In the 1962 episode "To Serve Man" the planet earth is at last visited by life from another planet, another galaxy. Spaceships begin to arrive around the world, the one that parks in front of the United Nations carries their messenger. The delegates within the UN are abuzz with questions: what are the motives of these creatures? What are their intentions? What do they bring with them? What will they do to earth? Through their emissary, this alien race, called the Kanamit, claims the following (taken from this blog, http://members.cox.net/kaiotea/serveman.htm)
The Kanamit speaks to the assembly telepathically. He says they come as friends and desire to help the earth and set up reciprocal visits to their planet. They have noticed that the earth is plagued by both natural and un-natural calamities and that they only wish to help. They offer a new power source, an end to famine, and a force field to be used as a defense shield. The Kanamit states. "We wish only that you simply trust us." As he departs, he leaves a book behind.
Despite these assurances, the US government gives this representative a lie detector test to ensure that he is being truthful, and a group of cryptographers, amongst which we find the episode's central characters, begin to try and decode the book that he left behind. After a while, they decipher the title, its called To Serve Man.
As time passes, humans do not wait however for the book to be translated, and huge numbers of people are leaving regularly for the Kanamit planet, and treating it like just another travel destination. As one of the members of the decoding team is boarding the ship to leave earth, his assistant rushes to stop him, she has finished translating the book, and she screams out to him, don't go, To Serve Man, It's a COOKBOOK!"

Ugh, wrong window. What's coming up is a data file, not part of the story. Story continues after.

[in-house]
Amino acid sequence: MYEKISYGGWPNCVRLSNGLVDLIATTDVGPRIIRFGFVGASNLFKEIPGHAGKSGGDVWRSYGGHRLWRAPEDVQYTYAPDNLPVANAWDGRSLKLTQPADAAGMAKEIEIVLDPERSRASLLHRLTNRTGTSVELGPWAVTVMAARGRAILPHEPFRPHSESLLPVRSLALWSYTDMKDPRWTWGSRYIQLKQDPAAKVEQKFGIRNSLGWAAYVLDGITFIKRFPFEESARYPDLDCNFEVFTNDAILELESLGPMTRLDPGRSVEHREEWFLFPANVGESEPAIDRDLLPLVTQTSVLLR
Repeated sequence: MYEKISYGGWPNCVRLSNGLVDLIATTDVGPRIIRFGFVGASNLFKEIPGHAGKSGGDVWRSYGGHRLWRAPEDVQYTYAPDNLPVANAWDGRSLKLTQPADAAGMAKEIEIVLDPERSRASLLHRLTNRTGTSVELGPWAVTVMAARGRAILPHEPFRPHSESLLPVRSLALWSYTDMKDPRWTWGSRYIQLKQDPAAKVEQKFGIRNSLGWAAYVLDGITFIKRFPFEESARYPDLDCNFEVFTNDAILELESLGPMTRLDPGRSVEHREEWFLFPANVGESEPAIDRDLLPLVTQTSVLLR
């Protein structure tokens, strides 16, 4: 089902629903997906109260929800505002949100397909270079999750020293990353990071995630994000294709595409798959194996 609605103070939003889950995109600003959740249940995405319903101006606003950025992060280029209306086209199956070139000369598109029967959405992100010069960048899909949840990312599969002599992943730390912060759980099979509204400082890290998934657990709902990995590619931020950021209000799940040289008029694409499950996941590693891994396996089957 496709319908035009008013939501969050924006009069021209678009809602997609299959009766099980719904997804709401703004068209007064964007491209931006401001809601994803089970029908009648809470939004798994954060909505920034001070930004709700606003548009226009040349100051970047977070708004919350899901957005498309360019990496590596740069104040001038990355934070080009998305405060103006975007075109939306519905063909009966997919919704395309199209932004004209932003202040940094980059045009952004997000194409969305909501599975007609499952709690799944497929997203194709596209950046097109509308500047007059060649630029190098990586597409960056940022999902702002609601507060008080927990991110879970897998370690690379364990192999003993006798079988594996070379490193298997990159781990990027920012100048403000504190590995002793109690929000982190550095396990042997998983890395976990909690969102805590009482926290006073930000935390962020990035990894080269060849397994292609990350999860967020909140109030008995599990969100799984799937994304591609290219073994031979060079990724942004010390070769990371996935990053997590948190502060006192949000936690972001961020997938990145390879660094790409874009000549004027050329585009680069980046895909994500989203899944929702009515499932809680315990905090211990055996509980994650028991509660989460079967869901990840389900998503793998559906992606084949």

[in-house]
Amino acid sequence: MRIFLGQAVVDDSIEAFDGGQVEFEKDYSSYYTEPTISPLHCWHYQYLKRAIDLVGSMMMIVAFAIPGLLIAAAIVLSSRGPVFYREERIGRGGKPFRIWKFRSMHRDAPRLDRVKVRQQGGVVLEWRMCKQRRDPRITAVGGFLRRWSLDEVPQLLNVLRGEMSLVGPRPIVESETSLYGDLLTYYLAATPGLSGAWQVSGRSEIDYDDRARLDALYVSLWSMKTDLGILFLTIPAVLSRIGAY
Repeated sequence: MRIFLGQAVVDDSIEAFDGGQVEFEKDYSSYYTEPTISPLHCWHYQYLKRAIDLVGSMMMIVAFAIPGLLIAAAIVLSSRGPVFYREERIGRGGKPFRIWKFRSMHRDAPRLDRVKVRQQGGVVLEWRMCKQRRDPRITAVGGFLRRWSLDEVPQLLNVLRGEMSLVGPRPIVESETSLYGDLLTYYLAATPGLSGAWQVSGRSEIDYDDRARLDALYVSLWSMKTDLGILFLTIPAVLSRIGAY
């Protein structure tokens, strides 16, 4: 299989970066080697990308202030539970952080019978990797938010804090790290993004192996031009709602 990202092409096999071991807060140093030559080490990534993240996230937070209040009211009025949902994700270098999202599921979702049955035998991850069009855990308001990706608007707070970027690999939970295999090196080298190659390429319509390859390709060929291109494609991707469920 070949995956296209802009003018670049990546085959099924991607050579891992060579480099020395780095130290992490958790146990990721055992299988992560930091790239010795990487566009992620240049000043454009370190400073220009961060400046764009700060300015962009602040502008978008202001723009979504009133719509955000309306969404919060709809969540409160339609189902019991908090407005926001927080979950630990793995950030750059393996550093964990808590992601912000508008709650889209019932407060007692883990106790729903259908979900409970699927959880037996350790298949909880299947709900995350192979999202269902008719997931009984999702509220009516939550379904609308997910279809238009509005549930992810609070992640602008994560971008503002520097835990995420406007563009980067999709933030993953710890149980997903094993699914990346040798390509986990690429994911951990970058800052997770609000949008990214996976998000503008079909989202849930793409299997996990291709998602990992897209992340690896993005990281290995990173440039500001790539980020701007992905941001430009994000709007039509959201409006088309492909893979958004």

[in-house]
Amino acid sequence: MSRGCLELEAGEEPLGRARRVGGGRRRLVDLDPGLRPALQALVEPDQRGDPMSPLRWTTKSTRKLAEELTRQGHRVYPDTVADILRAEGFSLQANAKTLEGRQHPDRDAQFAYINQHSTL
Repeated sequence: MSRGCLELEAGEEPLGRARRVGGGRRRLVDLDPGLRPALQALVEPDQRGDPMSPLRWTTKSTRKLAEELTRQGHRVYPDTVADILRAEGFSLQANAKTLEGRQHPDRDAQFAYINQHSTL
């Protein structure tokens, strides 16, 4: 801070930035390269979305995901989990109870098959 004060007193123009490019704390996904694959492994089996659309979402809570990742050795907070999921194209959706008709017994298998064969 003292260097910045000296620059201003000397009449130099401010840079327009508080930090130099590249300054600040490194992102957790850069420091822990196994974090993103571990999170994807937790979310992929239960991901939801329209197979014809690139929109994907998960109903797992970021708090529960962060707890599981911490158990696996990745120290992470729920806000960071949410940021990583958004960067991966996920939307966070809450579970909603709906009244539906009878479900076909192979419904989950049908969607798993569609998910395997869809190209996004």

If we were to take the statement of the Kanamit before the UN Assembly and change, not its tone, nor its structure, but merely replace a few nouns with objects and items specific to Guam, then you would basically find the pro-military mantra in Guam. Improvement, stability, security, these are all the things that The Pacific Daily News, The Guam Chamber of Commerce and so many others proclaim that the United States military will bring us if we let them. All will not just be well, but be much much better if we accede ourselves and our interests to this message and to the untranslated text of this book which purports, To Serve Guam.
But, at the same time, there are those who are working to translate this dangerous text, who see its title To Serve Guam, not as a statement of fake devotion, obligation and stewarship which coporations have honed to almost insane perfection over the past century and Felix Camacho deployed very successfully in the 2002 election. Instead they see the title as something potentially dangerous, hostile, deadly. Something which threatens to engulf Guam once again in the flames of war (soldiers die on the altar of freedom, Chamorros are just one of many victims on the platters of empires). Something which threatens to damage Guam, socially, environmentally, politically.
The Stars and Stripes reported today that the Okinawa transfer will amount to 35,000 new bodies on Guam, comprised of Marines, their dependents and accompanying support personnel. With these 35,000 bodies come huge and potentially drastic changes in social demographics, ecology, politics and economy. As I see so many on Guam enamored by the message of benevolence and mutual benefits, in that To Serve Guam means that they will protect us, they will give us money, they will improve out lives, I feel fear and I feel loathing, as I and others try to take up that thankless task of pointing out to all that "To Serve Guam...is not our savior...look at whether or not this will make us a target, look at the environmental damage, look at the social damage in particular against women...this is not our salvation, it's a cookbook!"